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| Art |

Review: Miami Art Museum Ventures into "The Wilderness"

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Anchoring "The Wilderness," Miami Art Museum's provocative group exhibit, is McCollum's sprawling installation, The Event: Petrified Lightning From Central Florida (With Supplemental Didactics) (1998), which takes over the center gallery. To create his jaw-dropping opus, the New York-based artist teamed up with geologists and electrical engineers from the University of Florida's International Center for Lightning Research and Testing during several weeks in the summer of 1997.

At the facility -- called Camp Blanding, located near the small town of Starke, considered the lightning capital of the world -- McCollum and his collaborators used small rockets to trigger lightning strikes. Their missiles had copper wires attached, directing the lightning bolts to containers filled with sand. When lightning zapped the wires, the jolt vaporized the sand, creating a small glass object called a fulgurite.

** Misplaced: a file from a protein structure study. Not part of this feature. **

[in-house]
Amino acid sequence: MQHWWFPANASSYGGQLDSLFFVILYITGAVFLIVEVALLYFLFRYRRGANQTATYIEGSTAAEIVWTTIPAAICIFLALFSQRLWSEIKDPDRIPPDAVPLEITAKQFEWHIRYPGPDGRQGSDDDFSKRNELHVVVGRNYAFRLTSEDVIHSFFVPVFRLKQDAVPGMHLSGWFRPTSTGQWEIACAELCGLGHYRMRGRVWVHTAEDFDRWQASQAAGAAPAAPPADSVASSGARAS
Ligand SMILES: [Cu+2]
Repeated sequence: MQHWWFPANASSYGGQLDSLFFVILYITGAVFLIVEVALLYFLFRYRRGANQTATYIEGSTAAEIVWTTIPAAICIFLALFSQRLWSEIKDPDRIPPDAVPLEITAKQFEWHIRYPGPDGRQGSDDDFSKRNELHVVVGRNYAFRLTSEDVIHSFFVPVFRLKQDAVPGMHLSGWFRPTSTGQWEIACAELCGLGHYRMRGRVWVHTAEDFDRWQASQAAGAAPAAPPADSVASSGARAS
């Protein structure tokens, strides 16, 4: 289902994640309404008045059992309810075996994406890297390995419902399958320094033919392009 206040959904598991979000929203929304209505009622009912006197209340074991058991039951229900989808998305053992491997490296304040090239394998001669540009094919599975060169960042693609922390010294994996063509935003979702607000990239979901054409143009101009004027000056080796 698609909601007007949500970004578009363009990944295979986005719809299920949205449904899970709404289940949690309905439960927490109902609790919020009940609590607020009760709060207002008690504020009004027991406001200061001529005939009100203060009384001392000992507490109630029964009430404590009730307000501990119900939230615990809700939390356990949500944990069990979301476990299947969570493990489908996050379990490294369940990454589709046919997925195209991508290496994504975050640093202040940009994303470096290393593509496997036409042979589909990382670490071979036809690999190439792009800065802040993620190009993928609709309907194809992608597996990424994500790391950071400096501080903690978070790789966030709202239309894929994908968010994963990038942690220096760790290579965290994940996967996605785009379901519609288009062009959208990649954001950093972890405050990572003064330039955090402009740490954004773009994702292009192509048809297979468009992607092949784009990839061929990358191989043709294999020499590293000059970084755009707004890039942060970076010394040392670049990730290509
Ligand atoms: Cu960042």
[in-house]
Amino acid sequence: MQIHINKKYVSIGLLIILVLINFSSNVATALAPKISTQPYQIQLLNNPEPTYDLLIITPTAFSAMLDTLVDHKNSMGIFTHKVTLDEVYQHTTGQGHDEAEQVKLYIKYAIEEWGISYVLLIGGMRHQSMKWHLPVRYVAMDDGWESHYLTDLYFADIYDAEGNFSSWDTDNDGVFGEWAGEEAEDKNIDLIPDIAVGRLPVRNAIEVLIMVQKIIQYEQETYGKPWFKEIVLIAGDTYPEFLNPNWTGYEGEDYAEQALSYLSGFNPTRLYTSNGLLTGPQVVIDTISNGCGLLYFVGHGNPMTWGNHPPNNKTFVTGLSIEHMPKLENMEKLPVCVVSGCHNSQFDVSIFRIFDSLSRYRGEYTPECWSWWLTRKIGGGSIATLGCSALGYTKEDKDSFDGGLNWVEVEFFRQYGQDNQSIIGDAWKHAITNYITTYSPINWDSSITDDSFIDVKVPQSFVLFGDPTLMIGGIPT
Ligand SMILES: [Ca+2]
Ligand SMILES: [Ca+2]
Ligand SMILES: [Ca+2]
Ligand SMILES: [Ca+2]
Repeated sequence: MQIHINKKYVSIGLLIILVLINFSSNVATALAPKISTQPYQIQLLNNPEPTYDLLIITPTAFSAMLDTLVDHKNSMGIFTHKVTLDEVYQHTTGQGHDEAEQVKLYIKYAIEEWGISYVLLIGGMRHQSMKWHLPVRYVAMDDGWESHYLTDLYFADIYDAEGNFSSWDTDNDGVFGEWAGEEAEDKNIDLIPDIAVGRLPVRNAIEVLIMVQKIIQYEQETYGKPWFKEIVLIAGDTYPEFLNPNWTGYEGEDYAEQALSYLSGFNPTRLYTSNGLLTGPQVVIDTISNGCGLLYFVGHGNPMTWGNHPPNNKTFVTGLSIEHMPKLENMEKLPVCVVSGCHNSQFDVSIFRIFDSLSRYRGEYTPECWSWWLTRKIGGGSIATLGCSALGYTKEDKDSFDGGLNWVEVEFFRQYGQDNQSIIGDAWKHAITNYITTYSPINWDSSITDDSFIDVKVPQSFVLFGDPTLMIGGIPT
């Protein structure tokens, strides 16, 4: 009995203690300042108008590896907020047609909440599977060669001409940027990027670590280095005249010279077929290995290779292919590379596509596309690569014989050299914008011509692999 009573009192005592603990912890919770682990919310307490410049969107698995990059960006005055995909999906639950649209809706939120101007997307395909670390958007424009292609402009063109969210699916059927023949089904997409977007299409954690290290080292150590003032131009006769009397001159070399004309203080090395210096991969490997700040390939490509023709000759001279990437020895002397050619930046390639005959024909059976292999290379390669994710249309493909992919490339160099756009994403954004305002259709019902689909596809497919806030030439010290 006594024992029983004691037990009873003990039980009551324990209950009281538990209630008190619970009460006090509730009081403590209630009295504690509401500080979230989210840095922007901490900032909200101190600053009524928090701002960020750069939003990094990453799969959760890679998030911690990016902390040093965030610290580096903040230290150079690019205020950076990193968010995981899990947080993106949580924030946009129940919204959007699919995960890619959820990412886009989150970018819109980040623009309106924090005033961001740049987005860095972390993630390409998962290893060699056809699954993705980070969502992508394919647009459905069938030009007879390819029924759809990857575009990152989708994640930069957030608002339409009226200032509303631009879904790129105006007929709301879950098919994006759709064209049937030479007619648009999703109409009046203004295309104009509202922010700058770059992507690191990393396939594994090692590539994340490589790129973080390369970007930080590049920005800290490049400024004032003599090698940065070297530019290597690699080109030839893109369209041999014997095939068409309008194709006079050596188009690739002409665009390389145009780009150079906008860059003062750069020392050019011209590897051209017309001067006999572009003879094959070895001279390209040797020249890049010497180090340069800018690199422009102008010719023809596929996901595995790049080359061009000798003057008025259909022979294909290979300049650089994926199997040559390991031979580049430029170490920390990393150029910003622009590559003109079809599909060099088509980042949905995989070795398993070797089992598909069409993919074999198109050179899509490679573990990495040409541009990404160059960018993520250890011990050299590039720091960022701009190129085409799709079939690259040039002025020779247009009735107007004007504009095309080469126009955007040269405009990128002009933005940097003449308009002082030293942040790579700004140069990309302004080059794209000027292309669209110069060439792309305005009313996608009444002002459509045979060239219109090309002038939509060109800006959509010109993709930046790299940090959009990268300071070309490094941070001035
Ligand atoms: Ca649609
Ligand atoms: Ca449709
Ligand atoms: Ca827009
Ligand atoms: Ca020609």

McCollum then had a souvenir company make 10,000 replicas of a single

fulgurite. They are arranged in a mammoth display not far from one of

the red rockets the artist used to draw the lightning strikes. The

mass-produced fulgurites are identical: beige, cigar-size, and crooked.

In a nearby space, New Times Mastermind Award-winner Christy Gast's

Batty Cave (2010) is a room-engulfing three-channel video installation

that conjures the tale of two Western crackpots who build an ark in a

desert cave to escape the apocalypse.

While visiting Utah, Gast discovered a ramshackle vessel that, according

to local legend, was built during the '50s by hobos fearing that the

construction of a dam on the Colorado River would disturb the natural

order and provoke a flood of biblical proportions.

Gast's film captures the decrepit remnants of the would-be ark, the

rusted hulks of abandoned cars found in the cave, and the artist's hands

assembling found artifacts such as glass shards, rusted metal, and

other objects in ritualistic patterns evocative of pictographs. As one

watches the artist's rhythmically shuffling hands creating strange

totemic story lines, Gast's altered voice pierces the room in a haunting

echo, heightening the mysterious nature of the projection.

Equally uncanny is Darren Almond's creepy video installation, Arctic

Pull (2003), which features the solitary figure of a man pulling a sled

in the pitch darkness of a driving Siberian blizzard.

Read the full review here.

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